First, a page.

1) Histories Theory contains records, while Records Theory hopes to abstract history from records (this is the aforementioned work by Gell-Mann–Hartle, and by Halliwell and collaborators.) Records Theory in this approach benefits by inheriting part of the structural framework that has been developed for Histories Theory ([66, 140], Sec 4.3).

2) Decoherence of histories is one possible way of obtaining a semiclassical regime in the first place (e.g. [89, 27] have argued in favour of decoherence as the mechanism that turns such more general superposed states into WKB states).

3) What the records are will answer the further elusive question of which degrees of freedom decohere which others in Quantum Cosmology. As Gell-Mann and Hartle say [75], records are the “somewhere in the universe that information is stored when histories decohere”.

Halliwell [60, 56, 64] has made subsequent advances with 1) to 3). E.g. he has found that even small models are capable of forming records that are now imperfect. (They cannot store substantial information about interactions, but can store at least some nontrivial information about interactions, e.g. a detector model that has one degree of freedom, see Appendix A.8). He makes use of Wigner functions (see e.g. [56]) and of Semiclassical Approach ideas (see e.g. [89]). These works mostly involve fairly standard models, with known wavefunctions allowing for computation of further useful objects [60] such as the Feynman–Vernon influence functional. These systems have to date largely not had whole universe model connotations. These can be included without sacrificing computability by using RPM’s (though this remains work in progress of mine), which work can span all of Histories Theory, Records Theory and the Semiclassical Approach, making RPM’s a good prospective arena in which to attempt to unite these.

## 7 Type 2 ‘Rovelli’ Tempus Nihil Est

These began with [90, 92, 93] (though one might view [94, 72] as forerunners in some ways, see also [95]). They involve various types of observables and related concepts, as defined below.

An observable or constant of the motion or perennial in classical canonical GR is any functional of the canonical variables whose Poisson brackets with all the constraint functions vanish (perhaps weakly [6]). Thus, for geometrodynamics

(30) |

(31) |

(This is a concept that goes back to Dirac and Bergmann). Justification of the name ‘constants of the motion’ follows from the Hamiltonian for GR being so that (30,31) imply that

(32) |

Thus, observables are automatically constants of the motion with respect to evolution along the foliation associated with any choice of and . The quantum counterpart of these then involves some operator form for the canonical variables and commutators in place of Poisson brackets. The operator-and-commutator counterparts of the above are then another manifestation of the Frozen Formalism Problem of classical canonical GR (some sort of ‘Heisenberg’ counterpart of the ‘Schrödinger’ WDE being frozen).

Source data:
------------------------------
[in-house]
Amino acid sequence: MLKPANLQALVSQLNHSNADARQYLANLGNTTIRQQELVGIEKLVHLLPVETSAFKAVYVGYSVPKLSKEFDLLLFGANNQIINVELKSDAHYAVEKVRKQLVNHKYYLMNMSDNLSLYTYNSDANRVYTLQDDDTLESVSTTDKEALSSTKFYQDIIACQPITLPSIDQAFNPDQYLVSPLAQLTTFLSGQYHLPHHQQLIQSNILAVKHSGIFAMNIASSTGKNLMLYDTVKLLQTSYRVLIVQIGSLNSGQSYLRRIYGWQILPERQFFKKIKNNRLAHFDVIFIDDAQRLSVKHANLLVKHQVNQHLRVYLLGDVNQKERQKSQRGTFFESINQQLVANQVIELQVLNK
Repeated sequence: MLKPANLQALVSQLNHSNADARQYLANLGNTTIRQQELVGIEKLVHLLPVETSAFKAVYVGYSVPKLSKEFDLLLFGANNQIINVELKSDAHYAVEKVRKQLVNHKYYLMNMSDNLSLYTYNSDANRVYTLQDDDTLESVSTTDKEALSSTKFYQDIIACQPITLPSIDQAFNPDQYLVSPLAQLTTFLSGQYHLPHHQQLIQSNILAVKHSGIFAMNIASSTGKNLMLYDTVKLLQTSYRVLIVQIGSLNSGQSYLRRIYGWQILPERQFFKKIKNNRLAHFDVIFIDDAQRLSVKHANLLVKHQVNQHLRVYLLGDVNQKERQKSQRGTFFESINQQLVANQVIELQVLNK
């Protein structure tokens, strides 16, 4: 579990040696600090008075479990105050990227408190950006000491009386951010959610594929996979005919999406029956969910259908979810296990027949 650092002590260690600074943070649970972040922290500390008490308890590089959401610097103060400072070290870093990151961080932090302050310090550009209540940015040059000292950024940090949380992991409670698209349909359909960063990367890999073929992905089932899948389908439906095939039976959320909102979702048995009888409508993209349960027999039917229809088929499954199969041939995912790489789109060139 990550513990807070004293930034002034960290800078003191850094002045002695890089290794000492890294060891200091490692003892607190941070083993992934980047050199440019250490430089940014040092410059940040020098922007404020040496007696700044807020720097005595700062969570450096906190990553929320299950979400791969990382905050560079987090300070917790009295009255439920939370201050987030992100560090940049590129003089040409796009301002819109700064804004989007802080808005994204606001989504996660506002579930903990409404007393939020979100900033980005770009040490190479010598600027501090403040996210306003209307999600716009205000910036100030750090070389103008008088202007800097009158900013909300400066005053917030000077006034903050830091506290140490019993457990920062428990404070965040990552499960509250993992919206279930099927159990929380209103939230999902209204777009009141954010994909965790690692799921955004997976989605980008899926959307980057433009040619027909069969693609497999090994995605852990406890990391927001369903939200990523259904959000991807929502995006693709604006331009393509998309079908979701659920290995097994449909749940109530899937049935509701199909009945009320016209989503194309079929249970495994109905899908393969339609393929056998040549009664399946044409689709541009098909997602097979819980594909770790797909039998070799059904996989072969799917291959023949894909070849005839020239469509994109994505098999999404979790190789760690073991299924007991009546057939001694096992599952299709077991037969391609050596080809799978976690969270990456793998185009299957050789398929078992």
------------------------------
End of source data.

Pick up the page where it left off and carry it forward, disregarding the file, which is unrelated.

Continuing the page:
However, some Quantum Gravity practicioners consider that (30) alone may suffice, and thus drop requirement of (31); this defines a Kuchař observable (see also [96]).

A true observable (Rovelli 1991) alias (in 2002) complete observable also termed (at least in [16]) evolving constant of the motion is an operation on a system that produces a number that can be predicted (or whose probability distribution is predicted) if the (in the case of QT, Heisenberg) state of the system is known.

This is as opposed to a partial observable (Rovelli 1991), which is an operation on the system that produces a number, the number possibly being totally unpredictable even if the state is perfectly known.

Note that all of the above definitions were, more or less, in place by 1991, though then early 90’s and 2000’s approaches do in part differ as to which of these definitions they use and how these definitions enter into creating strategies toward resolving the Problem of Time.

### 7.1 Early 90’s forms

Rovelli argued that the ‘evolving constants of motion’ form a particularly important class by which some notion of dynamical evolution can be introduced. The case of a simple model with just one constraint serves well to explain how such a scheme would work. Here one has a toy model Hamiltonian constraint defined on a finite-dimensional phase space . One then introduces some internal time such that , the hypersurface

(33) |

intersects each dynamical trajectory (on the constraint surface) generated by exactly once. Thus , and so the internal time itself is not a physical observable in the above sense. One then associates with each function a family of observables (‘constants of motion’) , , defined by

(34) |

Thus, the observable on the subspace of . Dynamical evolution with respect to then amounts to how the family of observables depends on . In this way, this scheme is [90] a classical analogue of the Heisenberg picture of QT. Such a model could e.g. comprise a classical mechanics (or minisuperspace) model for which the role of time variable